posted by republican at 8:40 PM on May 4, 2005

We could play that game all night--both parties used the filibuster when warranted. Now, one party wants to kill it for judicial nominations forever--that's the GOP.

Documents obtained by American Progress show Senate Majority Leader Bill Frist participated in an effort to block one of Bill Clinton's judicial nominees via filibuster, then lied about it.

In recent weeks, Frist has been relentlessly preaching about the evils of judicial filibusters. Speaking to the Federalist Society on November 12, Frist said filibustering judicial nominees is "radical. It is dangerous and it must be overcome." [1] Frist called judicial filibusters "nothing less than a formula for tyranny by the minority." When Bill Clinton was President, however, Frist engaged in the same behavior he is now condemning.

In 1996 Clinton nominated Judge Richard Paez to the 9th Circuit of the United States Court of Appeals. Conservatives in Congress held up Paez's nomination for more than four years, culminating in an attempted filibuster on March 8, 2000. Bill Frist was among those who voted to filibuster Paez. [2] ...

posted by amberglow at 8:48 PM on May 4, 2005

Regardless of its relation to the current filibuster debate, this is a great post - Abe Fortas's story is awesome, he was rotten through and through.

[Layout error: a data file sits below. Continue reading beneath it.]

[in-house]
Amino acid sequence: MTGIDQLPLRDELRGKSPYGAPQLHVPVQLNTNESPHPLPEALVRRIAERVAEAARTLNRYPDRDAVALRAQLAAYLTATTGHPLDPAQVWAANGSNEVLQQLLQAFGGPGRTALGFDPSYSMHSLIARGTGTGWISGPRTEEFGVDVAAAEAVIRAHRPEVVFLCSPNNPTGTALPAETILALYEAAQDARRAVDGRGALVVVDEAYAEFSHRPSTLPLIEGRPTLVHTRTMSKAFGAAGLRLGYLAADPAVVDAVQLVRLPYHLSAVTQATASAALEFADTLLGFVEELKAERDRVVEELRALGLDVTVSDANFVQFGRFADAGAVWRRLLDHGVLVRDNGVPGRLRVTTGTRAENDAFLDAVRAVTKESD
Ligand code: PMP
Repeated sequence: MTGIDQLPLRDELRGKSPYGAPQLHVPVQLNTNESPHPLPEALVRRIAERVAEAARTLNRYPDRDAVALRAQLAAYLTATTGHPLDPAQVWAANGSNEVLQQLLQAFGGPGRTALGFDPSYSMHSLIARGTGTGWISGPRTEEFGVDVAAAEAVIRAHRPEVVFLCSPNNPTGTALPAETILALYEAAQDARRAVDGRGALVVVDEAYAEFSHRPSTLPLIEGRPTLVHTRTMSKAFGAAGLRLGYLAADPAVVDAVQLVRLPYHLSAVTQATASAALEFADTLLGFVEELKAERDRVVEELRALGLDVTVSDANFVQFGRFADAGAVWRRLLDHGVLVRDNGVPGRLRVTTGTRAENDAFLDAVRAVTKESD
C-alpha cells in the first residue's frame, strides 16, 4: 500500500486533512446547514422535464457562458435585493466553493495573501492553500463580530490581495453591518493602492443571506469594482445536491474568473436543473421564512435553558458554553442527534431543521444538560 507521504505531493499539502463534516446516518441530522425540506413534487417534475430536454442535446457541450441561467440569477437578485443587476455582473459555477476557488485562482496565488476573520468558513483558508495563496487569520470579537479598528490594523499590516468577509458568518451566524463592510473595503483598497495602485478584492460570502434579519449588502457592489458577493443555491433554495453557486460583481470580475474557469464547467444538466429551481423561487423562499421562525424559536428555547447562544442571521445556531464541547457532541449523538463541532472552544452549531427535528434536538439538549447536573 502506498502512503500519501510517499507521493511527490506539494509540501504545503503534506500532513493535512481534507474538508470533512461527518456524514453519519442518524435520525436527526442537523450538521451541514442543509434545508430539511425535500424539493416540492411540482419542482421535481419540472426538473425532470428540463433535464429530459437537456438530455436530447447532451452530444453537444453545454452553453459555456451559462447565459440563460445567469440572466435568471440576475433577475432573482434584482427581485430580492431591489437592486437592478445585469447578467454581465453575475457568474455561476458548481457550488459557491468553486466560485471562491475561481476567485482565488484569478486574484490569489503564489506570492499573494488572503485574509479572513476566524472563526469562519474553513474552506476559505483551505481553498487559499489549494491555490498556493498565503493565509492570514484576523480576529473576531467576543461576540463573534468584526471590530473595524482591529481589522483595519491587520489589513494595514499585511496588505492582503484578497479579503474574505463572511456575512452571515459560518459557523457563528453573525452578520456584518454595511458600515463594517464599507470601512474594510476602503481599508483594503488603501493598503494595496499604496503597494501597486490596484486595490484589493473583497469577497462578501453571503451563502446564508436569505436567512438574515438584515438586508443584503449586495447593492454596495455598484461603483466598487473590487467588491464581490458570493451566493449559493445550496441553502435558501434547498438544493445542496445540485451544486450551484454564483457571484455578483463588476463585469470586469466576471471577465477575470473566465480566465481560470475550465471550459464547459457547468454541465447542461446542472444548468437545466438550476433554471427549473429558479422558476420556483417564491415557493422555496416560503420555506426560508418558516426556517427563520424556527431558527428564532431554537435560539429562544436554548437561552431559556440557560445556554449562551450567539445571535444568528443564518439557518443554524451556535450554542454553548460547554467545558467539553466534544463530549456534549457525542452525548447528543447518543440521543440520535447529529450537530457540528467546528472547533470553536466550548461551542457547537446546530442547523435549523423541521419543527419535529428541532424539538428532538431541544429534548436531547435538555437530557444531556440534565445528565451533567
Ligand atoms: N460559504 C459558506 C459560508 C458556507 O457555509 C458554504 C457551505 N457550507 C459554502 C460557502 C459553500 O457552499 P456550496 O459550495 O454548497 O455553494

First of all, there's little doubt that LBJ was buying the primary election in Texas, and the federal court issued an injunction keeping him off the ballot like they probably should have. Abe's brilliant idea was to write such a bad brief that the 5th circuit court of appeals would affirm the adverse judgment (!) and he could appeal directly to the Supreme Court, where he knew he'd find a sympathetic ear in Justice Black. He threw his federal appeal! Amazing.

Then, as far as I know, he was the first (and last) Supreme Court justice drummed out of his seat in the midst of scandal. Wow. He was a brilliant guy, though, and when he took the Gideon case, he pretty much ran circles around the poor Florida assistant AG.
posted by rkent at 8:51 PM on May 4, 2005

The filibuster was intended to help prevent the tyranny of the majority. There is already a mechanism to end the filibuster: 60 votes, or a 60% majority. A 60% majority for something as important as judicial nominees doesn't sound out of line.
posted by substrate at 5:00 AM on May 5, 2005